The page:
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Let’s Protect Touring Crews Long After This Pandemic Is Over (Guest Column)

Now is the time to start thinking about a permanent plan to take care of crew members, says pioneering booking agent Tom Ross.

The concert business is a multi-billion dollar industry that is now shut down. Estimates, which I believe are low, say the touring world employees at least 200,000 “gig” employees who are hired on a week-by-week or tour basis. All the music techs, loading crews, sound board engineers, lighting crews, production crews, wardrobe assistants, make up artists and other behind-the-curtain personnel are hugely needed to make the talent create that magical playground of the concert experience. Most of these people don’t have lawyers, agents or, most importantly, unions (stagehands have IATSE, but many buildings are non-union). They have no safety net to fall back on during a crisis.


When COVID-19 has been tamed and when we start to rebuild the tours and the careers that will take the concert business to bigger heights and grosses, why not do it with a method that will offer financial benefits and health coverage for all those players in the support services, so that they have not only health and welfare benefits, but a future? So that if they contract some deadly disease, they are secure in knowing that the business they dedicated their lives to actually cares and has their back?

The television and movie industries have unions and their own facilities, including the Motion Picture Retirement Home, to aid and even house some of the long-term illnesses that we are seeing baby boomers from our music world start to endure. The executive level has insurance programs and most can put up a good fight as they have the means, but what about the guy who spent 40 years rigging a light truss or placing speakers in the right place so the sound would be properly balanced? We as an industry owe these people a responsive and meaningful future and security that is provided to rank and file touring personnel.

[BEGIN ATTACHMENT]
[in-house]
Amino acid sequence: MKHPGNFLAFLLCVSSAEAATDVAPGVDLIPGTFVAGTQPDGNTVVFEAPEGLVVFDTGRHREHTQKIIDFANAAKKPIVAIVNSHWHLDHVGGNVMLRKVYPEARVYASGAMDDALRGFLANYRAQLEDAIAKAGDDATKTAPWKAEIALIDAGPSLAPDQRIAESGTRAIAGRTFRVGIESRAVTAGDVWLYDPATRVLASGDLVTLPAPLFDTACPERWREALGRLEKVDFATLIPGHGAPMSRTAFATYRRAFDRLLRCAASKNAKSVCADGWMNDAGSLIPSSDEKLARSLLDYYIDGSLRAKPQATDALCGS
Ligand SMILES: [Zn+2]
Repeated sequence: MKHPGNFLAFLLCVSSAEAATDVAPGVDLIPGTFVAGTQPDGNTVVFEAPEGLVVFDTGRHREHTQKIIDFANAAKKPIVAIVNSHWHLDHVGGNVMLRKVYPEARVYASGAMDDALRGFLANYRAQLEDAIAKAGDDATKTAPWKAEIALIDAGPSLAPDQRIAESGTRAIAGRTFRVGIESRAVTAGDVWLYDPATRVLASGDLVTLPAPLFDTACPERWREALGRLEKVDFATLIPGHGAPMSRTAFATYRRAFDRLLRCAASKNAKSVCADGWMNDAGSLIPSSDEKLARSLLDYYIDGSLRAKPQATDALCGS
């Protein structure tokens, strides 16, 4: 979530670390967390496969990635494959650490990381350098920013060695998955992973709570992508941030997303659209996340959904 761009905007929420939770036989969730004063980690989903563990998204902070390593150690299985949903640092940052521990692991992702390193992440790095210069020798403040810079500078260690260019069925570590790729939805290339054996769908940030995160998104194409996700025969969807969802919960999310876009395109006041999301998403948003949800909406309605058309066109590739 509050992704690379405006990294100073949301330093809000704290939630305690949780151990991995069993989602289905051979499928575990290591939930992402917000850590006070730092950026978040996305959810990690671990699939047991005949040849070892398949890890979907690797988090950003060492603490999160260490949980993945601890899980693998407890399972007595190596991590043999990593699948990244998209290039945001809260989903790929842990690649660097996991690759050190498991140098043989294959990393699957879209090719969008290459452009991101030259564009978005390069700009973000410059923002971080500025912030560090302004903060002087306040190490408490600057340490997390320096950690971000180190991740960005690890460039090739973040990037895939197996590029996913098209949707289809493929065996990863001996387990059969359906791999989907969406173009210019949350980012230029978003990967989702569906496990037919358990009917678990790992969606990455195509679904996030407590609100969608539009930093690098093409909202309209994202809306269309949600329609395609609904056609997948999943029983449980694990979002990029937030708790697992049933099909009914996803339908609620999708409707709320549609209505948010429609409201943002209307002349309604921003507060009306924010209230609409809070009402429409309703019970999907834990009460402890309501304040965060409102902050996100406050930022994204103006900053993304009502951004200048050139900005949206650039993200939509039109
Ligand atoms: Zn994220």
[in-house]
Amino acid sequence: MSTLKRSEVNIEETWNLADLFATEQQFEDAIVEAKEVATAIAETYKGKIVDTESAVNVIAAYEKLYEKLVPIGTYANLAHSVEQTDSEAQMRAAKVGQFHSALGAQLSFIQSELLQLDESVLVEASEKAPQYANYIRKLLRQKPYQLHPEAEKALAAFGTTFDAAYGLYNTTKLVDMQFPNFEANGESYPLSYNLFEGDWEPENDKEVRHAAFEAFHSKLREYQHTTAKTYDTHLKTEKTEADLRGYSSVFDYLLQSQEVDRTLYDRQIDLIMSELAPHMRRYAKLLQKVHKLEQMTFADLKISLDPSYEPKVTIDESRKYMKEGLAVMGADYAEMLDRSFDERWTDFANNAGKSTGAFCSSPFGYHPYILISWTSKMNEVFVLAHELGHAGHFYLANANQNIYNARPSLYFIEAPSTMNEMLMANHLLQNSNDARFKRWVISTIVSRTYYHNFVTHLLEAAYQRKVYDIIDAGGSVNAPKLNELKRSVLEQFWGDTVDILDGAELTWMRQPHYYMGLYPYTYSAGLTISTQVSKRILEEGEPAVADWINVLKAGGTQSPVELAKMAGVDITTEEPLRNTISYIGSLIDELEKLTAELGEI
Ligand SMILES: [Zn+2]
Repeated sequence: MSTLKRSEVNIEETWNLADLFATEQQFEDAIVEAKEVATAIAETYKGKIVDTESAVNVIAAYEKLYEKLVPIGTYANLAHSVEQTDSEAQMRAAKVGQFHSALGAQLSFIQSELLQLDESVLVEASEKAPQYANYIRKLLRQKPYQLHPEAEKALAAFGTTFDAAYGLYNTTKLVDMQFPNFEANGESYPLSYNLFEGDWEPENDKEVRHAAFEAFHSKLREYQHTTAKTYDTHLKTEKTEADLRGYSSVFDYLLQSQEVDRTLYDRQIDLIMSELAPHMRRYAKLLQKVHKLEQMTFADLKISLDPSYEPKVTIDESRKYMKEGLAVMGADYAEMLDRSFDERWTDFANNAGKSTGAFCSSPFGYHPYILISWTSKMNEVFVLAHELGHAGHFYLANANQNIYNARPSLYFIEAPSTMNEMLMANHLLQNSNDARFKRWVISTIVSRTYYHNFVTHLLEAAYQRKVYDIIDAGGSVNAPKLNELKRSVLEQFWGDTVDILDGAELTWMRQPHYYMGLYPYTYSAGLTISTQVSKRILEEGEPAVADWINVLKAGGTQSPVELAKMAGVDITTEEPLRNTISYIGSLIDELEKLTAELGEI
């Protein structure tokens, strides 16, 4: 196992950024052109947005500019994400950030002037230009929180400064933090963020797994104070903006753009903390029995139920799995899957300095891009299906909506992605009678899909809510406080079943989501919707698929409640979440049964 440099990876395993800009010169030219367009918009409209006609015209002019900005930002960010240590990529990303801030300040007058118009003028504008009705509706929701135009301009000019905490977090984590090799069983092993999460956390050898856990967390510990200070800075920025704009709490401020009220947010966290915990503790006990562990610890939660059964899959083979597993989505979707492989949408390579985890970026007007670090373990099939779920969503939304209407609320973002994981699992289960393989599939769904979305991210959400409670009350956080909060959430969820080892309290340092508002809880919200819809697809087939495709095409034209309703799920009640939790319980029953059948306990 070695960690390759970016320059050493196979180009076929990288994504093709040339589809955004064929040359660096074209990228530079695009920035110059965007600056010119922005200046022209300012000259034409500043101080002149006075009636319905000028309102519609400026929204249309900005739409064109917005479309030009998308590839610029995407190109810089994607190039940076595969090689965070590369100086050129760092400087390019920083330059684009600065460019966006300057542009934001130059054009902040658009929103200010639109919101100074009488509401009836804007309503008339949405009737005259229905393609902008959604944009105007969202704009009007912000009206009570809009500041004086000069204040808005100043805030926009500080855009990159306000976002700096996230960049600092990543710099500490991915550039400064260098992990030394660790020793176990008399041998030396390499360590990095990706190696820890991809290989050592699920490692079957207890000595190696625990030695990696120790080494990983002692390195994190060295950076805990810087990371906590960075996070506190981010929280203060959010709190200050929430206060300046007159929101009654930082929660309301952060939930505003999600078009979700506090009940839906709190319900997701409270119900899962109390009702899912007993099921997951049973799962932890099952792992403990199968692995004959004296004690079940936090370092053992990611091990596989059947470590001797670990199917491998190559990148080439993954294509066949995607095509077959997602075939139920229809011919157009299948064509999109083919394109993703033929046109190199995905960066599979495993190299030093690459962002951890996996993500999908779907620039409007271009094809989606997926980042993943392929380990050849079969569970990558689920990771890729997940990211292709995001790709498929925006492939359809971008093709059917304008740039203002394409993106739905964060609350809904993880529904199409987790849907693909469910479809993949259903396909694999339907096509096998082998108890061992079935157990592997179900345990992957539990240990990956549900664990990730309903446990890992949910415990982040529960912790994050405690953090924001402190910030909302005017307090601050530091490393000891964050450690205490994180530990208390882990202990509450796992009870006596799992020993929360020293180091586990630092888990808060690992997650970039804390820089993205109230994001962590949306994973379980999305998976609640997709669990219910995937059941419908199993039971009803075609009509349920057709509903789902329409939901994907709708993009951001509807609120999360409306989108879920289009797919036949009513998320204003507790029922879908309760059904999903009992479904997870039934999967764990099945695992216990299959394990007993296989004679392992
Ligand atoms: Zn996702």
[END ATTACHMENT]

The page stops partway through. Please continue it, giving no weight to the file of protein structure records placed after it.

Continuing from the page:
What Live Nation has done by launching Crew Nation to extend a helping hand to crew members in need is a major step in the right direction, but $10 million is only the starting point. Live Nation CEO Michael Rapino should be commended for quickly seeing this issue, but that is merely a band aid on the current dilemma. MusiCares has also started a Covid-19 fund, but it will not be able to offer blanket protection to all crew members.


Our Industry deserves a full-time support system and team to be there for the behind the stage people. Night after night the roadies and crew who roll out the red carpets for our artists are the unsung heroes of the live music business. Many of these folks have been dedicated to their craft and skills for decades and deserve to have a protective foundation developed for their future.  Let’s put a 50-cent charge on tickets to take care of our own. Money is going to return to the music pipeline, let’s find a way to take a responsible road!

Pioneering booking agent Tom Ross founded and created Creative Artists Agency’s music division in 1984 and happily retired in 1998 after 30 years in the agency business.